Again a baby! My favourite. This time, the 4 week old is here for treatment due to a birth trauma that has caused torticollis (aka side tilted head). She can’t turn her head all the way in both directions, which is affecting her ability to nurse and making tummy time very difficult. And, if you didn’t know: tummy time is a baby’s way of getting exercise. (And this PT is VERY serious about exercise.) It turns out that the treatment I’ve been doing has also been helping to reduce the baby’s reflux…bonus! After sneaking in some baby cuddles masked as treatment (just kidding, it’s really treatment), I teach the mother a new stretch for her to do at home to continue progressing the baby’s range of motion and to prevent the baby from getting a flat spot on her precious little noggin. The mother tells me that she is so glad she got started with physio now and didn’t wait, since she has learned that early intervention is better.
Patient #7 of the day comes racing down the hall to give me a hug. I haven’t seen her in a while because she’s been going to CHEO for pre-school and getting treatment there. I have missed her so much and am grateful for the hug. I’ve been working with this little one since she was just 6 months old, after getting diagnosed with CP. She is persistent and charismatic, which makes treatment a challenge for me; but I never baulk at a challenge. I put her on the swing and ask her about her friends at school. She hasn’t forgotten me, because she tells me that I’m her best friend (melt my heart). And so we go on with our hour-long session where we practice different balancing activities, walking with minimal assistance (she usually needs help), and playing lots of games (but really they’re exercises disguised as games). You have no idea how much psychology goes into treating kids…you have to outsmart the sneakiest and wisest kids.
The second last patient of the day is an 18 month old girl who is not yet walking. In the medical world, a child gets “red flagged” if s/he is not walking by 15 months old. That means, we really need to investigate the issue because it’s not normal. Her parents have given me a list of concerns that their doctor has pretty much dismissed, but they are still concerned. One beautiful thing about physiotherapy is that we get to spend lots of time with our clients. In order to figure out what is going on, I ask the parents loads of questions, and do as many “Special Tests” and screening tests as I can that will help to rule out some problems, and narrow down the child’s difficulties. In the end, I am also concerned that there is more going on that warrants further investigation, so I write a letter to the child’s doctor with my concerns to hopefully push things along and help the family find some answers. Before they leave, I create a plan with the family so they can start doing things at home that will help their child begin to make progress (even without knowing the causes of some of the problems). Again, they are so relieved that they have chosen to get an assessment.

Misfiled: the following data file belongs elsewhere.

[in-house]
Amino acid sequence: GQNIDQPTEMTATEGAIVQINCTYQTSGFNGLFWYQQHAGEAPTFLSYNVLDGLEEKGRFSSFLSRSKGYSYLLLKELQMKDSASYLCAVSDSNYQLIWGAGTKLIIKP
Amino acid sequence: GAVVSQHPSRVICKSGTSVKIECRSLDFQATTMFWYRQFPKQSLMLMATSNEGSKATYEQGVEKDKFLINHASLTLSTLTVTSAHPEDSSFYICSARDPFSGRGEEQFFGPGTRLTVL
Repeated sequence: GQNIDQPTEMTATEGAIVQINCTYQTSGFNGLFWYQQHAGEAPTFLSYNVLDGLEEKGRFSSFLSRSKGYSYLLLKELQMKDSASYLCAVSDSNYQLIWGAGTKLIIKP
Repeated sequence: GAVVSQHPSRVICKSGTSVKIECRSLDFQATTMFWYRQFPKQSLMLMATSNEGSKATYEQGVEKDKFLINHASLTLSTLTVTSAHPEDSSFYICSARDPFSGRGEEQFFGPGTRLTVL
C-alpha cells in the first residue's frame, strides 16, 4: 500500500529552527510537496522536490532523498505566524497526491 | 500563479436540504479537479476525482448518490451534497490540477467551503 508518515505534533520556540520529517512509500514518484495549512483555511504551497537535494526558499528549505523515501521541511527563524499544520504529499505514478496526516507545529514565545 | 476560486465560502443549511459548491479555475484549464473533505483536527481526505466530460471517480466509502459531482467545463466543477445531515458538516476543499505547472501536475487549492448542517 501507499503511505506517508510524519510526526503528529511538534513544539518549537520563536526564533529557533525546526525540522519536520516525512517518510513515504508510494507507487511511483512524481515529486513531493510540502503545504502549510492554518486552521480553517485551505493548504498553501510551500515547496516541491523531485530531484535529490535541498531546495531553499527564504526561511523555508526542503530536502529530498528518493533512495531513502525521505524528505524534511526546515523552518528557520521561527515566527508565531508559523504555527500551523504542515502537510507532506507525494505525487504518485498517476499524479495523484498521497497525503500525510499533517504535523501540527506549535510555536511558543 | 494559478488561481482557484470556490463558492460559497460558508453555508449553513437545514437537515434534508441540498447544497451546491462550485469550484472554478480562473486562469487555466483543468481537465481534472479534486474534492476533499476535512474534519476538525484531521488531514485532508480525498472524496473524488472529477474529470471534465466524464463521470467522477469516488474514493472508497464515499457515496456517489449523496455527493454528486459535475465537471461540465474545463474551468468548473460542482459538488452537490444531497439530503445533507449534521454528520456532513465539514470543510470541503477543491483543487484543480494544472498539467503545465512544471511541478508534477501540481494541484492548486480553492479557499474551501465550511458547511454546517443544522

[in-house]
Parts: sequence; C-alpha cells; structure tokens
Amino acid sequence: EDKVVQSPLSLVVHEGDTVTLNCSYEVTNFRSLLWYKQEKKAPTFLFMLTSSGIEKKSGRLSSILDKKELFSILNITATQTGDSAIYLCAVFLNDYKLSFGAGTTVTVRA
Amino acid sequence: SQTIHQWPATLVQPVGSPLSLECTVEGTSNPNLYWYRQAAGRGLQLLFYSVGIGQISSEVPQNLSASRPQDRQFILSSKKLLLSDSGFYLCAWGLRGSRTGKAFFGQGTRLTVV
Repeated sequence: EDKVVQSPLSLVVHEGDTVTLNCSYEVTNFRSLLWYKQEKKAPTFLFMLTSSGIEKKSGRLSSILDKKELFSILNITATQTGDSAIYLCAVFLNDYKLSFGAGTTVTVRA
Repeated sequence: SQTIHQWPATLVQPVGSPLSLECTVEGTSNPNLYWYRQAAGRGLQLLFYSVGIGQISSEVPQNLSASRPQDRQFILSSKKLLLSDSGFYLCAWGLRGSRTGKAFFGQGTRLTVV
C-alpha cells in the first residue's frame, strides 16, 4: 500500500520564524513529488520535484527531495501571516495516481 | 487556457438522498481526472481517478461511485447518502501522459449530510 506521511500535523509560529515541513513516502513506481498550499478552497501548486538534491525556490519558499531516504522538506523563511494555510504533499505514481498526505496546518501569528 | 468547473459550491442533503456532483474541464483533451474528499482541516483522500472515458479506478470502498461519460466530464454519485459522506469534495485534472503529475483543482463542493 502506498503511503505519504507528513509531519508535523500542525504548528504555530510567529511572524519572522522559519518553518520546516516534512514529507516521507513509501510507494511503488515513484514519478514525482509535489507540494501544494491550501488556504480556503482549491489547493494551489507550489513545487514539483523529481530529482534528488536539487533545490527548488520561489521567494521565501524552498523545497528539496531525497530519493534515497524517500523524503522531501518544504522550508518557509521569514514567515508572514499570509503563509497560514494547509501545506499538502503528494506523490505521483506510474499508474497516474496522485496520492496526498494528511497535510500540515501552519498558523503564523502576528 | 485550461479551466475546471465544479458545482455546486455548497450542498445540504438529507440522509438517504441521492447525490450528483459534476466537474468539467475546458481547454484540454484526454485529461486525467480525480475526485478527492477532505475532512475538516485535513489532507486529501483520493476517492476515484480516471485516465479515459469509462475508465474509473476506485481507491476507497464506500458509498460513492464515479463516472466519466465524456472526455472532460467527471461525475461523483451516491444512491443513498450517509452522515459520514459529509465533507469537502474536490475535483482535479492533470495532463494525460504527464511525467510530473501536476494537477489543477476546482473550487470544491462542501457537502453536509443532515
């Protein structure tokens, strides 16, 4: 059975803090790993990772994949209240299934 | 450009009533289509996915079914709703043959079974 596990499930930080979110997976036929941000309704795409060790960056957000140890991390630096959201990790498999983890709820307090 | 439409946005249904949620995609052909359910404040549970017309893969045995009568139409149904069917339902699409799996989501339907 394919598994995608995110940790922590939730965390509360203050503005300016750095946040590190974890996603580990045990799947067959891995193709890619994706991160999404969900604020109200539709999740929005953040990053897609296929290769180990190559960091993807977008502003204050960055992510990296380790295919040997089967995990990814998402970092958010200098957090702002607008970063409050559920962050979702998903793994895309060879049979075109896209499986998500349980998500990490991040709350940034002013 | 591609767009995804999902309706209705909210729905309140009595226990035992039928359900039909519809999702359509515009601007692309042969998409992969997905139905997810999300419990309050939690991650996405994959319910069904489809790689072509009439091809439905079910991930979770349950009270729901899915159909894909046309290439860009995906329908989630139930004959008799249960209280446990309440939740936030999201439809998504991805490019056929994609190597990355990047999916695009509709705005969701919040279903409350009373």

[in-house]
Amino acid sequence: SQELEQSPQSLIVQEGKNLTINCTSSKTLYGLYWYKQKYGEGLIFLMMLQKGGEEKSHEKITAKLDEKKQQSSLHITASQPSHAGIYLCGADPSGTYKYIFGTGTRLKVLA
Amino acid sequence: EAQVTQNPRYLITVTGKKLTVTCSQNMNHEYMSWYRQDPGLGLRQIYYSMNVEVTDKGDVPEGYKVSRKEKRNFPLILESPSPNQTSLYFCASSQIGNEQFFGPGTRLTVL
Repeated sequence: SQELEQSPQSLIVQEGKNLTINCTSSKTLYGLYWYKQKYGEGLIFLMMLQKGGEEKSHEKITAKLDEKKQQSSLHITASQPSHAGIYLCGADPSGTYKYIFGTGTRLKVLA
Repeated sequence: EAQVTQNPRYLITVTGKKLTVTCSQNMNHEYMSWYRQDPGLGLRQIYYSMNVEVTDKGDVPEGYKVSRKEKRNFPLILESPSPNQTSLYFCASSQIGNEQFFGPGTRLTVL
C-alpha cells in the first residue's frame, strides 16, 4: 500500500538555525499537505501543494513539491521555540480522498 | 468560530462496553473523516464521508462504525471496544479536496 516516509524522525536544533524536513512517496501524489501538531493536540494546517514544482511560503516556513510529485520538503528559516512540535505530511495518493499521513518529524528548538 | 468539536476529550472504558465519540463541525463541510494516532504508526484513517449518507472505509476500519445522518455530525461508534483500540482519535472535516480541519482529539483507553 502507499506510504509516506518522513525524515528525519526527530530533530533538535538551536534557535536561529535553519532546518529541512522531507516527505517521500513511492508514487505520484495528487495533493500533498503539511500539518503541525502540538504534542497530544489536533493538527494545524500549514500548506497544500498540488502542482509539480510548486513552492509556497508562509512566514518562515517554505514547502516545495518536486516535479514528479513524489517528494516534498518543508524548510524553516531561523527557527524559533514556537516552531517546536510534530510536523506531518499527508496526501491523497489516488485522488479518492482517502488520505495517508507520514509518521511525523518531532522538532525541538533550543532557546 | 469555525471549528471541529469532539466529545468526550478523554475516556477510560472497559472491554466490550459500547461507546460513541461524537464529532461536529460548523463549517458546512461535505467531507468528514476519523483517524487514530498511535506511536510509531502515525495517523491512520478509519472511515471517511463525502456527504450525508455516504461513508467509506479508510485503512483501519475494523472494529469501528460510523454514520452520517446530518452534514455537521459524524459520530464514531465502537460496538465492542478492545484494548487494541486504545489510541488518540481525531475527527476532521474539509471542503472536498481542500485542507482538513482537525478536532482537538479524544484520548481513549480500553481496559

My last patient for today is here for a soccer injury. He is 12 years old, plays soccer 5 times per week, and has Achilles pain. While this injury is pretty standard for many athletes of all ages, we need to be particularly careful because we want to avoid him getting Sever’s disease (specialty pediatric knowledge coming in handy here). He has a tournament coming up in a few weeks, so we need to rehab him in a hurry. We do some manual therapy, some exercises, and some special taping and send him on his way.
What a day. It’s so satisfying to know that I have helped so many youngsters and their families. After finishing up my charting, I look ahead to tomorrow to mentaly prepare myself for what I need to do. It looks like I will be seeing a 7 year old with ADHD, a 4 year old who just had surgery on her hips, a 3 year old with balance problems, a 17 month old with a yet-to-be-determined rare genetic condition, a 10 year old with Autism and Developmental Coordination Disorder, a clumsy 6 year old, and an 11 year old who isn’t sure what’s causing his groin pain. I look forward to helping more kids and their families become more functional and make progress toward their goals.